What’s the Difference Between Snow Crab and King Crab?

published Dec 15, 2022
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Graphic showing labeled photos of snow crab legs and king crab legs
Credit: Photo: Getty Images, Shutterstock

When you want to dial up your party prowess, serve crab. Perfect for special occasions — or if you’re feeling really luxurious, a regular Friday night — crab legs can be a savory and sweet treat for you and your guests.

A quick Google search will tell you that snow crab or king crab is the way to go — but which one should you choose? We’ll break down how to tell the difference between snow crab and king crab so that you’re armed with everything you need to feel cool, not crabby, about crab shopping.

The first, and most noticeable, difference between snow crab and king crab is size. King crabs are much larger than snow crabs. Additionally, the sizes of king crab and snow crab influence the differences in each of their meats. Read on to learn more on what makes these crustaceans unique!

Snow Crab vs. King Crab: Season and Sourcing

Both snow crab and king crab are harvested near Alaska from the Bering Sea, with Snow Crab additionally sourced from waters near Maine, Canada, and Norway. Snow crab is available fresh nearly year-round, with the Alaskan harvesting season from January to April and Canadian season from April to August. King crab, however, has a much-shorter harvest season, with availability from October to January only. Both varieties are available frozen year-round. 

Size, Texture, and Taste

Another key difference in discerning snow crab from king crab? The size of the crustacean. Snow crabs range between 2 and 4 pounds, while king crabs average about 6 pounds (with some outliers weighing in at as much as 20 pounds!). While snow crabs have long legs and thinner shells, king crabs also have thicker, spikier shells. As for taste — while both crab species have an excellent balance of sweet, mild fish flavors, snow crab legs have a slightly more briny taste and delicate texture, while King Crab legs are meatier, with a texture more comparable to that of lobster.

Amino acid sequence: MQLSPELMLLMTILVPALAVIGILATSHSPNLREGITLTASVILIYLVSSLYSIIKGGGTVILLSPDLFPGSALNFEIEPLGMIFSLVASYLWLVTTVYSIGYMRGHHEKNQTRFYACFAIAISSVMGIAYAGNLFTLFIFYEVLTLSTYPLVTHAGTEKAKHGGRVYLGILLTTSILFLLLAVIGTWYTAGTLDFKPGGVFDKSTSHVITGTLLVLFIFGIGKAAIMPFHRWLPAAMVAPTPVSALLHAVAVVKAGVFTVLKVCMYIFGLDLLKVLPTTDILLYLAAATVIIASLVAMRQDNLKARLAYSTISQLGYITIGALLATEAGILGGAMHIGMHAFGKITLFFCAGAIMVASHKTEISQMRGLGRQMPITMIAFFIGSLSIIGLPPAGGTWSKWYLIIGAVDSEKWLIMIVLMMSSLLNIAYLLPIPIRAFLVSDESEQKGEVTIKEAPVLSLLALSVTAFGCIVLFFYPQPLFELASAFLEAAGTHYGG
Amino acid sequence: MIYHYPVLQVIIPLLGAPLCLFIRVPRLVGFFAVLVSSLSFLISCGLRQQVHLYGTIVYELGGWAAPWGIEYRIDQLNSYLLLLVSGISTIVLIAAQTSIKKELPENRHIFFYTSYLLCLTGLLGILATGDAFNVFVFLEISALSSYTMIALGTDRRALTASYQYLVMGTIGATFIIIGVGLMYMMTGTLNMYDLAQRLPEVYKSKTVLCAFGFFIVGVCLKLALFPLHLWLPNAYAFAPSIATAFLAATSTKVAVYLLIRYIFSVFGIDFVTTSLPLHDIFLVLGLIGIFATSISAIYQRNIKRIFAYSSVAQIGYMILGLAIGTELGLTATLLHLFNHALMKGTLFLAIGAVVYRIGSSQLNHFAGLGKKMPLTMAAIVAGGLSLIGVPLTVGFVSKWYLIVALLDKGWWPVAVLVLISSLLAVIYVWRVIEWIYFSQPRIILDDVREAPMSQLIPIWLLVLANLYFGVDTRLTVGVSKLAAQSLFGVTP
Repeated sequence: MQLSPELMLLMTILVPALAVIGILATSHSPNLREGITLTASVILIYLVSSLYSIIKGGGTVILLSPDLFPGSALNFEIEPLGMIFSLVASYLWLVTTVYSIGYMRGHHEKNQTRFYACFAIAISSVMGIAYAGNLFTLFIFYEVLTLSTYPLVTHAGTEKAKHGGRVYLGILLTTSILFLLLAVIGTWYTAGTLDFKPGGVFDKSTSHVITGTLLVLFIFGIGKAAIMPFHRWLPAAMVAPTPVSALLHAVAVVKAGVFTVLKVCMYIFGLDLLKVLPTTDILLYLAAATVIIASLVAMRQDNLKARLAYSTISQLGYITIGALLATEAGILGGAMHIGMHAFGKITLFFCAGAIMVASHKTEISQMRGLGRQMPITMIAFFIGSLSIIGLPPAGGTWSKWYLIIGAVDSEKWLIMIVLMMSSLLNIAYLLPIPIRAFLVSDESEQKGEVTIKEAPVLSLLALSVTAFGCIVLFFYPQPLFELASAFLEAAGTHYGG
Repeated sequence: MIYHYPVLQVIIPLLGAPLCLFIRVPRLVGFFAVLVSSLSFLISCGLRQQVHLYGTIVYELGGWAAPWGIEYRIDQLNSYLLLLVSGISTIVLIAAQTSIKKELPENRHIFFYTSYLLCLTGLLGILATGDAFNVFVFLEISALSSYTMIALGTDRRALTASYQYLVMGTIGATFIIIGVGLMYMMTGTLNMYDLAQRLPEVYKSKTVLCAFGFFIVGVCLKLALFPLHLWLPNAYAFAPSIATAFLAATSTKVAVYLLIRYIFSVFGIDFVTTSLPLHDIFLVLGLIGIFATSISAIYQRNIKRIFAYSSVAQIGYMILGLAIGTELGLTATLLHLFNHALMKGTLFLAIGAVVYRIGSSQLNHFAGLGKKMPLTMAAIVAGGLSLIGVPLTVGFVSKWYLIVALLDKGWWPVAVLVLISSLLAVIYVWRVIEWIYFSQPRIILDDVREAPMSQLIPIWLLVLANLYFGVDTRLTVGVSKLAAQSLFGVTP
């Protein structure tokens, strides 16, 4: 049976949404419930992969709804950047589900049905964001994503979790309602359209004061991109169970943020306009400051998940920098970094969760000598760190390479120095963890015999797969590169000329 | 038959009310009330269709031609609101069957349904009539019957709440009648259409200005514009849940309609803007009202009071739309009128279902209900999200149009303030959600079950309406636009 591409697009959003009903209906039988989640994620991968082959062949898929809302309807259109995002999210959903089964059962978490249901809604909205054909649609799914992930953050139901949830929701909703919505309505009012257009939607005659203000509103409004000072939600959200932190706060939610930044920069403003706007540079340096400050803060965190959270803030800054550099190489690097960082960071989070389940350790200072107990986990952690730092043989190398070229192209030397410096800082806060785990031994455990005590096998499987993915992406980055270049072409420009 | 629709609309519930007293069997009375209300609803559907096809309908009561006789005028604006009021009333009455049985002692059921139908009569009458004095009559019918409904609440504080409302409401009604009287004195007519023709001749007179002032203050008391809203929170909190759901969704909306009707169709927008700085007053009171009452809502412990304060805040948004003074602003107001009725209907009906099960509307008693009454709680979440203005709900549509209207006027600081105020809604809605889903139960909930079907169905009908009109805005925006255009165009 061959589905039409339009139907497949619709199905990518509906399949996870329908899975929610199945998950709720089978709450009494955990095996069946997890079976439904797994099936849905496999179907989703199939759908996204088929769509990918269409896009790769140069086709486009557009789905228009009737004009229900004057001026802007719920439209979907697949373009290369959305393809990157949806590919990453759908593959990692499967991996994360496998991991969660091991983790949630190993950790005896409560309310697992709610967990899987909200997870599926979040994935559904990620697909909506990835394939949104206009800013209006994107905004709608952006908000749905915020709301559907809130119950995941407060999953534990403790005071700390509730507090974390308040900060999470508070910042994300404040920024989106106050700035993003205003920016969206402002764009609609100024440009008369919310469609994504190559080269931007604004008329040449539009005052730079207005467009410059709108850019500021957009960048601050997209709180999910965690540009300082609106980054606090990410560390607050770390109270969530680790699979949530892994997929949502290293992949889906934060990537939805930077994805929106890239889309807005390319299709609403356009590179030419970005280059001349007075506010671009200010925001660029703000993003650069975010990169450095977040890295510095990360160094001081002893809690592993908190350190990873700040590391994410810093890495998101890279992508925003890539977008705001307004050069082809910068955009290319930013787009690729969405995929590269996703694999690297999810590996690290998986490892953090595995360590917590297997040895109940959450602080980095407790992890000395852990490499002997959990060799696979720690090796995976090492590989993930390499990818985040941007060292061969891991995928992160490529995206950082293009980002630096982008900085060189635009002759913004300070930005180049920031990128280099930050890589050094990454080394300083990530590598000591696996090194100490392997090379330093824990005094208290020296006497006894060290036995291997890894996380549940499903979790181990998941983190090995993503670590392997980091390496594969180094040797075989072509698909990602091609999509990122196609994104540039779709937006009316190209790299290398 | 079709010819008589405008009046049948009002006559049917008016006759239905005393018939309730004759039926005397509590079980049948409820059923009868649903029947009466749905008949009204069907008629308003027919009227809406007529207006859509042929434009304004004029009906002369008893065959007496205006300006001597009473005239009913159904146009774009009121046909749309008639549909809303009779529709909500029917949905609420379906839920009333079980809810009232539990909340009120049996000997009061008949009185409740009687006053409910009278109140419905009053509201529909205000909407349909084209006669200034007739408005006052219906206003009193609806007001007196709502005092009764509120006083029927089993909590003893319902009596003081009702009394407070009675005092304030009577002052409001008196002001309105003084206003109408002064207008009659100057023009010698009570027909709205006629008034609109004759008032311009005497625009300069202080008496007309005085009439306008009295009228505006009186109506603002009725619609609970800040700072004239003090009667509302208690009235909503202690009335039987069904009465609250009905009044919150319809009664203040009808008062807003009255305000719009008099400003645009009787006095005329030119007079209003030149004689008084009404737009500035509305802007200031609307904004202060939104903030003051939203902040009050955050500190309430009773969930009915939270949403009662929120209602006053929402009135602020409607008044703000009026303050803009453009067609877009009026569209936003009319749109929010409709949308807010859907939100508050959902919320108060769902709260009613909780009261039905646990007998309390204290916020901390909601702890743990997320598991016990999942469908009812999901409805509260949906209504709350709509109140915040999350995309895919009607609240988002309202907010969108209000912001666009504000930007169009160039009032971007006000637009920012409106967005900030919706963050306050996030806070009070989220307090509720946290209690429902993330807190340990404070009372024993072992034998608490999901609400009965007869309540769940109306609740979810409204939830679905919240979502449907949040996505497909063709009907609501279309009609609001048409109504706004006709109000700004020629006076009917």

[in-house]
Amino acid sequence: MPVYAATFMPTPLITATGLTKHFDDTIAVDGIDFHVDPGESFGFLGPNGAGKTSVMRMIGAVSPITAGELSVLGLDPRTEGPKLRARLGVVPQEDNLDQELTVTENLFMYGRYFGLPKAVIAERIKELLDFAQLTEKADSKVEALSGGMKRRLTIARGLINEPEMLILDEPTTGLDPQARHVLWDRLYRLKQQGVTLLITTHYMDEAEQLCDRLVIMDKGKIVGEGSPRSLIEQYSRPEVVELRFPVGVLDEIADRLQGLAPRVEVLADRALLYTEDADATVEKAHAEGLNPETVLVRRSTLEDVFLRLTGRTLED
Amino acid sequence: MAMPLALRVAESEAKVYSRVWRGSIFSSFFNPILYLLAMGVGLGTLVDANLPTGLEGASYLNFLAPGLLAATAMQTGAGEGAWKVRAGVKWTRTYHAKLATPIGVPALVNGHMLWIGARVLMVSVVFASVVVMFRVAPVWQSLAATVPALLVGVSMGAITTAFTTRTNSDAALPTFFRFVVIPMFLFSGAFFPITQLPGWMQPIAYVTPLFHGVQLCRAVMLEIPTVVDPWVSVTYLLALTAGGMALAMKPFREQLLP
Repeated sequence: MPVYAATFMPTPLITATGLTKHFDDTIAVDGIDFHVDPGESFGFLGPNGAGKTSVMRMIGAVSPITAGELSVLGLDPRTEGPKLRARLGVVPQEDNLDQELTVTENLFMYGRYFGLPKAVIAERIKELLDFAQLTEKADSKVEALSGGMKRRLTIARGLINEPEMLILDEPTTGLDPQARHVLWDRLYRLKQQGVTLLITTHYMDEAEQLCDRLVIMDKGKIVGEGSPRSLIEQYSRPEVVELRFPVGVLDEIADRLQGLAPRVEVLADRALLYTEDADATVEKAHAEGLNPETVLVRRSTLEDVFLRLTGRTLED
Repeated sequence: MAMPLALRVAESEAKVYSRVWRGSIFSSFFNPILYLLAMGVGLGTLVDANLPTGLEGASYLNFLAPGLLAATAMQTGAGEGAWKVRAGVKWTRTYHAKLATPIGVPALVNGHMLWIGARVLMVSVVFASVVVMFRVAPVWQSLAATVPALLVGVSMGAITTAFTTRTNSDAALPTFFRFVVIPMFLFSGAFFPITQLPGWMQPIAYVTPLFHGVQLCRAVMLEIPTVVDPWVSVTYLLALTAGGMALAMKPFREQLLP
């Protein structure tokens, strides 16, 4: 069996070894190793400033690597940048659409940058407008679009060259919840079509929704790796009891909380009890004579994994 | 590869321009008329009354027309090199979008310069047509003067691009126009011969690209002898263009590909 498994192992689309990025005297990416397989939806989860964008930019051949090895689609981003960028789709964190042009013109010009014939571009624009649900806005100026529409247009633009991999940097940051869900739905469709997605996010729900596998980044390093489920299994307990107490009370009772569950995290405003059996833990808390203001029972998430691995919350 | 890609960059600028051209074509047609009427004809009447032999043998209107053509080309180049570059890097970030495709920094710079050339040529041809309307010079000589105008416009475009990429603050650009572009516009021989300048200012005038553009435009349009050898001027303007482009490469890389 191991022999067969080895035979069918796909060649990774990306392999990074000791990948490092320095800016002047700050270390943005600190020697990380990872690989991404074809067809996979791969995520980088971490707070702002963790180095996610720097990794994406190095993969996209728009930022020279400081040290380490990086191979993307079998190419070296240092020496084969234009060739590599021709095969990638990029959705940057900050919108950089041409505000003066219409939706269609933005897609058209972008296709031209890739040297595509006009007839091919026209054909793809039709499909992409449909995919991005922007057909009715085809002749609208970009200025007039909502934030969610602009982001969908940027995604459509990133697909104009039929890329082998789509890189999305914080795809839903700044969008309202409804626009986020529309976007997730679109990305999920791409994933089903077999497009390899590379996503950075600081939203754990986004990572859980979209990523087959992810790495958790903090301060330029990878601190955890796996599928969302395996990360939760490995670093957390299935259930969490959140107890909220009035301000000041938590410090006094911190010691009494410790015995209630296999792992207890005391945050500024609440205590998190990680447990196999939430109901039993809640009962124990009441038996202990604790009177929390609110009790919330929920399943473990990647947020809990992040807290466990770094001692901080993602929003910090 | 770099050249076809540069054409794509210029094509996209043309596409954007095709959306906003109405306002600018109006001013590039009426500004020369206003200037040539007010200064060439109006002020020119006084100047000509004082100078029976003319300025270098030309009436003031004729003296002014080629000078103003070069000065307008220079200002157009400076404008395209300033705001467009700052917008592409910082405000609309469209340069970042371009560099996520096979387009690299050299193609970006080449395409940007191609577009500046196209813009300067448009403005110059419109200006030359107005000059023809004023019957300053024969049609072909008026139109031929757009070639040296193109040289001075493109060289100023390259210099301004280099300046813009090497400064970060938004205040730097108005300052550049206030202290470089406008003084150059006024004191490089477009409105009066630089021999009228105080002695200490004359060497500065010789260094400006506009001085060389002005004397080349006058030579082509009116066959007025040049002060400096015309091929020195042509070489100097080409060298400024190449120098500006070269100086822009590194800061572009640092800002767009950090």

Wondering which parts of the crab you can actually eat? In the case of snow crab and king crab, the legs and claws are where you’ll find the tasty, sweet flavor. To cook them, heat the crabs over boiling water in a specialized steamer basket, or use a colander over a pot to make an improvised steam basket. Let the crab heat through for 3 to 4 minutes, or until fragrant and the meat is a juicy pink color. Serve with clarified butter, aioli, or tartar sauce. 

Snow crab legs can be cracked using your hands, but if you go the king crab route, make sure to have some lobster crackers at the ready to pierce the king crab’s tougher shell. If you’d rather skip the DIY cracking, you can ask your local fish market to split the legs evenly for you before bringing them home to cook. 


Putting together a party budget? King crab is significantly more expensive than snow crab, although “both are premium products,” said Dorian Mecir of New York City’s famous Dorian’s Seafood Market. Climate change has caused shortened fishing seasons for both species, sending prices skyrocketing in recent years. The seasoned fishmonger recommended that if you’re trying to treat yourself without overspending, “you can cut each leg into pieces, and serve them with other items to give your guests a little mix-and-match that’s more affordable.” 

The Bottom Line

Whether you choose snow crab or king crab, you can’t go wrong — you’re making a tasty investment in your next party. Be sure to visit a fish market you love, set a timer for those crab legs, and treat yourself!